One of my biggest mentors is a physiotherapist and educator based in Australia named Dr. David Butler. He is not a business coach, although he is a very successful entrepreneur. He did not give me specific business advice, although everything I learned from him I have applied to my business. He is an expert in the neuroscience behind pain and his research, books and mentorship helped me to dig myself out of close to a decade of persisting neck pain. I have taken the research, information and lessons I learned to heal my persisting pain and channeled that into my business. One of the biggest lessons I learned was that you can’t rely on one person to “fix” you and your pain. You need a team to support and guide you, but you have to put in the work and make the ultimate decisions. You can’t sit around and be a passive audience to your care. The way I adapted this to my business was I realized that doing it all was keeping me small. I need to have a team around me to support and guide me, so I reached out a hired a virtual assistant, an executive producer for my podcast and interns to help me grow the business. Now I have my team to guide and support me. I have learned to do the things I do best and delegate the rest. Without this lesson, I would have been burnt out and miserable years ago!
I utilized the Private Practice Section of the American Physical Therapy Association, Marie Forleo’s B-School course, Selena Soo’s Impacting Millions Course, local entrepreneurial meet-ups in new YorkNew York City, and my patients, who were great sources of information and support as I have been growing my business.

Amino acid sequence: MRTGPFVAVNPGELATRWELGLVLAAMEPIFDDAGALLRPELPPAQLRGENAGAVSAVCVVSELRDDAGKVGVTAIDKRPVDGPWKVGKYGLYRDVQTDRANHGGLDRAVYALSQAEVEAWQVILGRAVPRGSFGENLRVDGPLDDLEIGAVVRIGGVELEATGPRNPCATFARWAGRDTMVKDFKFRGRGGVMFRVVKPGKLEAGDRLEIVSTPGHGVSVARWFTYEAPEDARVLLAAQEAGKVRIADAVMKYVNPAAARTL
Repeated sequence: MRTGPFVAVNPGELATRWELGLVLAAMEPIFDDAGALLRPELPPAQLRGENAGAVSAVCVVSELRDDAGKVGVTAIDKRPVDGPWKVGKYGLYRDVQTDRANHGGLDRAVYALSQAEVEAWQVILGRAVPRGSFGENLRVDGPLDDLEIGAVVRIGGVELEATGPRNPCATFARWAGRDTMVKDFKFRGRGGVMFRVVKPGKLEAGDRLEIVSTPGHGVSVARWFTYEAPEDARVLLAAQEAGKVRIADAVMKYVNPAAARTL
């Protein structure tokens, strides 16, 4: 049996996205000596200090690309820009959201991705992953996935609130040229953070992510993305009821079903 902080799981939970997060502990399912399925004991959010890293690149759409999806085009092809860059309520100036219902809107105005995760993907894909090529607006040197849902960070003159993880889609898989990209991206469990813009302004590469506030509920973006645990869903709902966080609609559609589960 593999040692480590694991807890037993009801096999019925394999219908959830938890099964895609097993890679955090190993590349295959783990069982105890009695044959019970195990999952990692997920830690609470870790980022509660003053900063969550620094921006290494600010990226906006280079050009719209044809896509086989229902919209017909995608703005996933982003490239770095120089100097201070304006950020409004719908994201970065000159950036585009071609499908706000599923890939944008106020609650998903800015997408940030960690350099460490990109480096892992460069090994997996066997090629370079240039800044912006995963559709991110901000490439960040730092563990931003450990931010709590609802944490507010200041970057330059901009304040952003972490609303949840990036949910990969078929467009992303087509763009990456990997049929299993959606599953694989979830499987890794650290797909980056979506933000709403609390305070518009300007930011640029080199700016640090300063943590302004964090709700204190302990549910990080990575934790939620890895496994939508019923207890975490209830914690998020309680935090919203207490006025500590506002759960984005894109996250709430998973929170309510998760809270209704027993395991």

When I first decided to create my corporate entity, I was told that I didn’t need a lawyer to help me with that process.
I created the corporate entity with the help of only an accountant, and as it turned out, the entity I chose was not the right one for me and my specific situation. This created havoc with my taxes and the legal side of the business. Luckily, I found a lawyer through an entrepreneurial group I was a part of and she helped me to dissolve my original corporate entity and create a new one that made sense for me and my situation. In the end this piece of advice cost me time and money!
The Life-Changing Magic of Tidying Up: The Japanese Art of Decluttering and Organizing by Marie Kondo
Instagram: @karenlitzy (https://www.instagram.com/karenlitzy/)
Twitter: @karenlitzyNYC (https://twitter.com/karenlitzyNYC)
Facebook: Karen Litzy Physical Therapy, PLLC (https://www.facebook.com/KarenLitzyPT/)
For other incredible interviews, please check out our podcast: Healthcare Heroes.
A special thanks to Dr. Litzy again! The purpose of this interview series is to highlight the entrepreneurs, innovators, advocates, and providers inside Healthcare. Our hope is to inspire future healthcare providers on the incredible careers that are possible!